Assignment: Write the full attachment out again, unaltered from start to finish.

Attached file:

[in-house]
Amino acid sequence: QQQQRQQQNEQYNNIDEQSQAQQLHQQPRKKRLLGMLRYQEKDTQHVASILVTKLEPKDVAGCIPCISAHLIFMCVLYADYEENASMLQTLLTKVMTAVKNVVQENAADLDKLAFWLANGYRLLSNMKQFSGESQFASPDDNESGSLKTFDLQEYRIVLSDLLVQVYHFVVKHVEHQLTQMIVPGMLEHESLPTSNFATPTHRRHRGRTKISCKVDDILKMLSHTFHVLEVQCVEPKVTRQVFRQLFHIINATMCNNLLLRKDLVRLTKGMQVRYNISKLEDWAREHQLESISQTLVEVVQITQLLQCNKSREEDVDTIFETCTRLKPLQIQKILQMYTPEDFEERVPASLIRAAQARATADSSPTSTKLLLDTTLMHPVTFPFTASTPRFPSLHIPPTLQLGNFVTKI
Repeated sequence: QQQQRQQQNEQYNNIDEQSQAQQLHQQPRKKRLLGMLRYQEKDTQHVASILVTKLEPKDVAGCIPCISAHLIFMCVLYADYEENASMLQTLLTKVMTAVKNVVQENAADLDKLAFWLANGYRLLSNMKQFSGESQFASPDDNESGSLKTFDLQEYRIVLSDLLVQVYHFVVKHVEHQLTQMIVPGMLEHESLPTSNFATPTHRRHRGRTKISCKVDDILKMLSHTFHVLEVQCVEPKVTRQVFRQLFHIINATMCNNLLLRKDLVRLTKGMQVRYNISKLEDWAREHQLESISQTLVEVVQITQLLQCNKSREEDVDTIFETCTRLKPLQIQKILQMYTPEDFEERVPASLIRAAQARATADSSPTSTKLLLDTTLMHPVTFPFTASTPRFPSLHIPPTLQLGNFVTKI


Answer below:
[in-house]
Amino acid sequence: QQQQRQQQNEQYNNIDEQSQAQQLHQQPRKKRLLGMLRYQEKDTQHVASILVTKLEPKDVAGCIPCISAHLIFMCVLYADYEENASMLQTLLTKVMTAVKNVVQENAADLDKLAFWLANGYRLLSNMKQFSGESQFASPDDNESGSLKTFDLQEYRIVLSDLLVQVYHFVVKHVEHQLTQMIVPGMLEHESLPTSNFATPTHRRHRGRTKISCKVDDILKMLSHTFHVLEVQCVEPKVTRQVFRQLFHIINATMCNNLLLRKDLVRLTKGMQVRYNISKLEDWAREHQLESISQTLVEVVQITQLLQCNKSREEDVDTIFETCTRLKPLQIQKILQMYTPEDFEERVPASLIRAAQARATADSSPTSTKLLLDTTLMHPVTFPFTASTPRFPSLHIPPTLQLGNFVTKI
Repeated sequence: QQQQRQQQNEQYNNIDEQSQAQQLHQQPRKKRLLGMLRYQEKDTQHVASILVTKLEPKDVAGCIPCISAHLIFMCVLYADYEENASMLQTLLTKVMTAVKNVVQENAADLDKLAFWLANGYRLLSNMKQFSGESQFASPDDNESGSLKTFDLQEYRIVLSDLLVQVYHFVVKHVEHQLTQMIVPGMLEHESLPTSNFATPTHRRHRGRTKISCKVDDILKMLSHTFHVLEVQCVEPKVTRQVFRQLFHIINATMCNNLLLRKDLVRLTKGMQVRYNISKLEDWAREHQLESISQTLVEVVQITQLLQCNKSREEDVDTIFETCTRLKPLQIQKILQMYTPEDFEERVPASLIRAAQARATADSSPTSTKLLLDTTLMHPVTFPFTASTPRFPSLHIPPTLQLGNFVTKI